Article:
NEWS
June 20, 2015 | By Peter Dobrin, Inquirer Music Critic
Neil Courtney, 82, of Center City, a double bass player with the Philadelphia Orchestra for 48 years and the "king of the double bass in Philadelphia," died Wednesday, June 17, at home after many years of declining health from heart disease. He joined the orchestra as a section player in 1962, and served as assistant principal double bassist from 1988 until his retirement in 2010. Mr. Courtney liked to compare the double bass' range to that of a baritone singer, but bemoaned its limited repertoire and listening public.
NEWS
June 16, 2015 | By Bonnie L. Cook, Inquirer Staff Writer
Ethel F. Semser, 98, of Philadelphia, an international opera singer and linguist, died Thursday, June 4, of complications from pneumonia at Penn Hospice at Rittenhouse. Born in 1917 and reared in Philadelphia, she was the daughter of Nathan Frey, a violist for the Philadelphia Orchestra. She graduated from Germantown High School and received a bachelor of arts degree from Temple University and a master of arts in foreign languages from the University of Pennsylvania. She also trained privately as an opera singer.
NEWS
June 6, 2015 | By David Patrick Stearns, Inquirer Music Critic
AMSTERDAM - With its six tons of equipment, the Philadelphia Orchestra arrived for its Amsterdam concert on Thursday with success or failure dependent on one key person: not any musician, but an anonymous truck driver who maneuvered through streets the size of bike lanes to deliver the instruments to one of Europe's most majestic but problematic halls, the Royal Concertgebouw. "If Yannick [Nézet-Séguin] couldn't conduct the concert, Lio Kuokman would fill in. If a player gets sick, we have alternates.
ENTERTAINMENT
June 3, 2015 | By David Patrick Stearns, Inquirer Music Critic
PARIS - There's nothing like a physical ordeal to bring people together. Literally. Holding hands with arms raised, almost like an opera bow, a trio of runners from the Philadelphia Orchestra crossed the finish line of Paris' Saint-Germain-en-Laye half-marathon Sunday morning. Though about 20 minutes behind the front runners, concertmaster David Kim, principal tuba Carol Jantsch, and substitute cellist Glenn Fischbach felt like winners, having run 13 miles from the Paris Zoo just beyond the Arc de Triumph to the famously grand Château de Saint-Germain en Laye - with some serious hills in between.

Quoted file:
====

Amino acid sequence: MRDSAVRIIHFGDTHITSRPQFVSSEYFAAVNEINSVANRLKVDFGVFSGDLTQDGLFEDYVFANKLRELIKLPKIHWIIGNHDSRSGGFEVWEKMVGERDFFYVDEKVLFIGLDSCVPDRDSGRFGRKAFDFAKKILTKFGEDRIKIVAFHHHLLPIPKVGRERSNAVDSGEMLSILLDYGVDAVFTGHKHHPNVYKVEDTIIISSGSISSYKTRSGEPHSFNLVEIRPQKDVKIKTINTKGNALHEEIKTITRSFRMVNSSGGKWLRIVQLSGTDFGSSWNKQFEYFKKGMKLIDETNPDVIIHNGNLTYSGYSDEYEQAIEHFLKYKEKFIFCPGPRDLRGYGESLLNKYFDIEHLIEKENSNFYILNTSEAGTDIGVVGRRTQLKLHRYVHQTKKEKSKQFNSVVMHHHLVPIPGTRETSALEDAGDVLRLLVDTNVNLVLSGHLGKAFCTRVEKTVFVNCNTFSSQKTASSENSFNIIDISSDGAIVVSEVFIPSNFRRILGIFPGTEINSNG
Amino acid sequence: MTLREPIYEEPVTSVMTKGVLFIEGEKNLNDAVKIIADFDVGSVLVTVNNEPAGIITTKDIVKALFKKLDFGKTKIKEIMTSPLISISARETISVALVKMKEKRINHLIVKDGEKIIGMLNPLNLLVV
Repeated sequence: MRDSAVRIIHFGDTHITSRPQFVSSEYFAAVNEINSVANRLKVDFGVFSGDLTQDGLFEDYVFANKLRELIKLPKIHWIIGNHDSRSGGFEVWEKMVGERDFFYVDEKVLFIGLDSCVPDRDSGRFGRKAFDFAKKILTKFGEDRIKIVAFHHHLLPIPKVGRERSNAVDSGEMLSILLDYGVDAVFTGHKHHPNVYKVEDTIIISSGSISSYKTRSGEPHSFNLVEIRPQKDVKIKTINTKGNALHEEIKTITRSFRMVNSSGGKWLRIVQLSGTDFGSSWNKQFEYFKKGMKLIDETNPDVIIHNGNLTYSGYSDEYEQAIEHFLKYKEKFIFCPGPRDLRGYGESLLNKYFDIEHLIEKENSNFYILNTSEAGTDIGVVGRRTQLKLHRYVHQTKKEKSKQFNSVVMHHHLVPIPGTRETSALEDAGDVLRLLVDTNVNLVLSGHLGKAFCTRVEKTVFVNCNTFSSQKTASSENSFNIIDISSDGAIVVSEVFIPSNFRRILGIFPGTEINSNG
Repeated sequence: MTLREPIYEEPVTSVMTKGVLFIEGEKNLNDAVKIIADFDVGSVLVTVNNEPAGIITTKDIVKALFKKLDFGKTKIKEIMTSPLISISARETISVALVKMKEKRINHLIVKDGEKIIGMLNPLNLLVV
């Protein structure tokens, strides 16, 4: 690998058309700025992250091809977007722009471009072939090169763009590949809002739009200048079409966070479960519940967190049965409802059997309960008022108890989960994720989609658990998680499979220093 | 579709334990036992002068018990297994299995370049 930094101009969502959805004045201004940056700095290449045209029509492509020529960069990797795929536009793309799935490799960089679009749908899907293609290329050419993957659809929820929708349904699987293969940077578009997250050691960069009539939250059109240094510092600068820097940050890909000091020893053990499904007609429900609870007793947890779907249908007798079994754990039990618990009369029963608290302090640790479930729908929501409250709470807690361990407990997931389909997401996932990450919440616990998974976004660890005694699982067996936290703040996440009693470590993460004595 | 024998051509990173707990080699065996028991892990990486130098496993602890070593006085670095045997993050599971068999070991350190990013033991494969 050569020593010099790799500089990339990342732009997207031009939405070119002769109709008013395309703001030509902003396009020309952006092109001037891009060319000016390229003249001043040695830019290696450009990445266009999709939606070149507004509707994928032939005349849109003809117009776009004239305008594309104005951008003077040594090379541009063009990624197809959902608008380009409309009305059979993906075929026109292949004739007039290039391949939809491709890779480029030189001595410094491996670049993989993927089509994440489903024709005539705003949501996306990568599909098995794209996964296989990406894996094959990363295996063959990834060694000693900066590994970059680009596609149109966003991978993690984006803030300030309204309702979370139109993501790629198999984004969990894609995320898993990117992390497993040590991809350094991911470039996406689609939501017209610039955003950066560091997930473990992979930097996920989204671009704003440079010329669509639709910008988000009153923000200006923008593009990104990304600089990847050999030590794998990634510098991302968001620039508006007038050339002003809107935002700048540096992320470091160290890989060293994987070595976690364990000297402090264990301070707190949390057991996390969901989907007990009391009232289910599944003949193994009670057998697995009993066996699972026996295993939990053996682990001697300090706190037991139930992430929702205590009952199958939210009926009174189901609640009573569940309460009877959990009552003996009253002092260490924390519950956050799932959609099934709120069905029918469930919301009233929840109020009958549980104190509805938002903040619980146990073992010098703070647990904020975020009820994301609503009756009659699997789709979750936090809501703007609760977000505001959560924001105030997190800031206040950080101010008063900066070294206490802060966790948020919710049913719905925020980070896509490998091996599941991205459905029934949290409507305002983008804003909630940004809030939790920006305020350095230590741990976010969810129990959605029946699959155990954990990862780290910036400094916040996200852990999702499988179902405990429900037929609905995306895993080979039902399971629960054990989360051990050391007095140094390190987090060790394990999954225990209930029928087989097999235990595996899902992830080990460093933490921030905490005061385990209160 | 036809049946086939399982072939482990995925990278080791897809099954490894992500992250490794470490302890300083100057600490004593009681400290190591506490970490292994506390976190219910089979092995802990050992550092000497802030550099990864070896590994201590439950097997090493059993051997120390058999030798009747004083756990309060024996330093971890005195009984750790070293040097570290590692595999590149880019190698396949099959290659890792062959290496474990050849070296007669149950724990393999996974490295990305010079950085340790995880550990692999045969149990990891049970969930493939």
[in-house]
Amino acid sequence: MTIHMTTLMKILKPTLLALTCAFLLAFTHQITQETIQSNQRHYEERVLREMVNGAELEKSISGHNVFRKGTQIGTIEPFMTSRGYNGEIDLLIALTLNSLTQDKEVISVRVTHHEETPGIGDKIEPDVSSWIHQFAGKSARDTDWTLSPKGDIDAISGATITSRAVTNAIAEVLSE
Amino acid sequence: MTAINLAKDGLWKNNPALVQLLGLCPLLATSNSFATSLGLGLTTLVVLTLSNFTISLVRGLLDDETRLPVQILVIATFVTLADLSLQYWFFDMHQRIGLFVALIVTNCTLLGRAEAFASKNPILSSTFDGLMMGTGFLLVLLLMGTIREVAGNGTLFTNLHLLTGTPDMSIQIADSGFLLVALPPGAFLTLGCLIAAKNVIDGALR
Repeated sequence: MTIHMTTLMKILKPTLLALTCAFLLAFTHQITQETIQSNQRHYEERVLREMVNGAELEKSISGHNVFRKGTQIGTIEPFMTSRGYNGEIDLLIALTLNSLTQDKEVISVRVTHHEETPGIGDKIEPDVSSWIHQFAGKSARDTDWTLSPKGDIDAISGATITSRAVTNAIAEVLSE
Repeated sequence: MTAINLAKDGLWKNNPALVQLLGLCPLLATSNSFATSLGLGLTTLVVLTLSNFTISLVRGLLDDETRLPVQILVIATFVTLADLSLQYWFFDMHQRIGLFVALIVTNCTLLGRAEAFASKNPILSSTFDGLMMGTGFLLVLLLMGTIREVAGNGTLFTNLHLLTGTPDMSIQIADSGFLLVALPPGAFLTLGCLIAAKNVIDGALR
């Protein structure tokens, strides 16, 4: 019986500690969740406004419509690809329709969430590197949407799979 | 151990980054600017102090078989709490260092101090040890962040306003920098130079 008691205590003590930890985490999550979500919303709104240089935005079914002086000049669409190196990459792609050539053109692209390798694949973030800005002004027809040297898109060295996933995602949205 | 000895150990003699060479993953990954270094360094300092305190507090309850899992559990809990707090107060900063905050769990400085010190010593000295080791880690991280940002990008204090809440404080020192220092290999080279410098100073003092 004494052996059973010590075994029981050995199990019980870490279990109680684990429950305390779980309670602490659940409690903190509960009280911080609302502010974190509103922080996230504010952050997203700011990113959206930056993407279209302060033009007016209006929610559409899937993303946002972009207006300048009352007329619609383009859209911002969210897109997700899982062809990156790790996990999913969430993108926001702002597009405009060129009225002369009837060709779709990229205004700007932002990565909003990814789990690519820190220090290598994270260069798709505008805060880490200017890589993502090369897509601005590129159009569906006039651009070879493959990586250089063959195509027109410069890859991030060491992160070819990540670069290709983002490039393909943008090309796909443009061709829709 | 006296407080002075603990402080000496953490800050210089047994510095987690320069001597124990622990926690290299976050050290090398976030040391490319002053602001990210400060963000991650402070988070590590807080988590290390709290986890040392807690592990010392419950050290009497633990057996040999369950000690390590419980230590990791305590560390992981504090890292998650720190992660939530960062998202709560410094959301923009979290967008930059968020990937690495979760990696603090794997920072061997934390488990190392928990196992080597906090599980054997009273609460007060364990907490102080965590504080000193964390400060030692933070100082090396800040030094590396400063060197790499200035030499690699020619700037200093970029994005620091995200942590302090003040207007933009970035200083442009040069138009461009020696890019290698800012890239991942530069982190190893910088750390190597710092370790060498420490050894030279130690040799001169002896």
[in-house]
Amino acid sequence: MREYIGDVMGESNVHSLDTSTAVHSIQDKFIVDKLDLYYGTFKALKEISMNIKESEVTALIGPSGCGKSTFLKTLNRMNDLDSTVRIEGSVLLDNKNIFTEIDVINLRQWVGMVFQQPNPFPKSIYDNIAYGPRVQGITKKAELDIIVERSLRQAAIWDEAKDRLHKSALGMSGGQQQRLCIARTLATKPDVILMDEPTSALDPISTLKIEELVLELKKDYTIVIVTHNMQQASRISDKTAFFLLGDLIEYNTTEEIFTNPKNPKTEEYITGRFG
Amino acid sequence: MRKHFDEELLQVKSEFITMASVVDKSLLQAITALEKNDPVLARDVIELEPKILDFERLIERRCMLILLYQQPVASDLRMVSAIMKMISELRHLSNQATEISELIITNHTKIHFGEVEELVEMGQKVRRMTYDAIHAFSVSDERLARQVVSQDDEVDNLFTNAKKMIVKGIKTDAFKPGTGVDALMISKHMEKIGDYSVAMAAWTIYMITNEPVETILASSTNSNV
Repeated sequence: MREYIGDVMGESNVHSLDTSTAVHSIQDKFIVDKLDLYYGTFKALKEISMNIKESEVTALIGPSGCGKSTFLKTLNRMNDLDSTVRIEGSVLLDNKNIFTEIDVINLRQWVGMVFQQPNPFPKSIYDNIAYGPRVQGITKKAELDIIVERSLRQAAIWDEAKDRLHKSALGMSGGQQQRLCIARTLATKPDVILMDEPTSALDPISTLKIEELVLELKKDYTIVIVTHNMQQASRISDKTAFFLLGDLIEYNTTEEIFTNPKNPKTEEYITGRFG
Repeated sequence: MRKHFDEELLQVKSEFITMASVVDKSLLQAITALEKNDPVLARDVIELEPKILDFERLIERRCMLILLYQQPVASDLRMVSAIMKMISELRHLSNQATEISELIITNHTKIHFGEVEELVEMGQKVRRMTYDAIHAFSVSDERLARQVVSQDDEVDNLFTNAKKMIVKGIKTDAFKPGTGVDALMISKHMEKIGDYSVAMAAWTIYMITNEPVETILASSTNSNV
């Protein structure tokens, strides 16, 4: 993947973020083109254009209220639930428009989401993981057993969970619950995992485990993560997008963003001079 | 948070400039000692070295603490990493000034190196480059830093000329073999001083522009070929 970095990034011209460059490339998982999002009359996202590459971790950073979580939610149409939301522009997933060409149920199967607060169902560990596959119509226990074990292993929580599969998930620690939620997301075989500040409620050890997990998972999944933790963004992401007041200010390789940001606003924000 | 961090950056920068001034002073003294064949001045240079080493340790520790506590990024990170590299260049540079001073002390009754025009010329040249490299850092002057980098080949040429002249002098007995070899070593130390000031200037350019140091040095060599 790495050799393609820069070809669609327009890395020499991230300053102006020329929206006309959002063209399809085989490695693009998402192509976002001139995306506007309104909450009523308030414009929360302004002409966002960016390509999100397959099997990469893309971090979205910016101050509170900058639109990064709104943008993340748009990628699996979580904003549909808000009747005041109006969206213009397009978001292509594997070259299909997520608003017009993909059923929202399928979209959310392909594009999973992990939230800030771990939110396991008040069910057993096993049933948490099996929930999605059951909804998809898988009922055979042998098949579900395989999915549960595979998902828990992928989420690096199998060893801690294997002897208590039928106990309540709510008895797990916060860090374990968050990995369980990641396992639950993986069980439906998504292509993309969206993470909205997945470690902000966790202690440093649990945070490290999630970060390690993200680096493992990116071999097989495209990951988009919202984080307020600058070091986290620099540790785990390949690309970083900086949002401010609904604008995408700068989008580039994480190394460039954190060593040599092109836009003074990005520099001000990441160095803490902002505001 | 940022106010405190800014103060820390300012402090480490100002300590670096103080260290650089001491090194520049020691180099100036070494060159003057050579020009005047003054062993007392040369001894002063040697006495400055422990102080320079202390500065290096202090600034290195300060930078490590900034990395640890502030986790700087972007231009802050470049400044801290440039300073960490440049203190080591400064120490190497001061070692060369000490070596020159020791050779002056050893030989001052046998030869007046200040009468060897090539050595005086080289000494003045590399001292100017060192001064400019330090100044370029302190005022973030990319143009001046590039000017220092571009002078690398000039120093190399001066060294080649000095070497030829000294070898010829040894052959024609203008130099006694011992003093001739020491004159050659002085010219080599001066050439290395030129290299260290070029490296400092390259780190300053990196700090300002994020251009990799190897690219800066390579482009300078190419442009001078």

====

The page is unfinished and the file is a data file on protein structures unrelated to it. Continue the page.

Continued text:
ENTERTAINMENT
June 3, 2015 | By David Patrick Stearns, Inquirer Music Critic
VIENNA - "Yay! We're home!" said Philadelphia Orchestra cellist Yumi Kendall after a sound-check rehearsal at the Musikverein. Though 4,301 miles from Philadelphia, Vienna's famous hall was the launch site for so much now-standard orchestral repertoire, from Brahms to Bruckner to Mahler, that it can't help but feel like a home, even to those who've never performed here before, among them young assistant conductor Lio Kuokman: "I've seen this many...
NEWS
May 29, 2015 | By David Patrick Stearns, Inquirer Music Critic
DORTMUND, Germany - What is Yannick Nézet-Séguin doing on the back of a winged rhinoceros? And where is he expecting to go with such unconventional transportation? One possible answer in this poster image for his concerts here at the Konzerthaus Dortmund, in what used to be the heart of Germany's coal and steel industry, is that he's using his artistic frequent-flyer miles to ensure the Philadelphia Orchestra's success here. "I went to Yannick's first concert as chief conductor [in Philadelphia]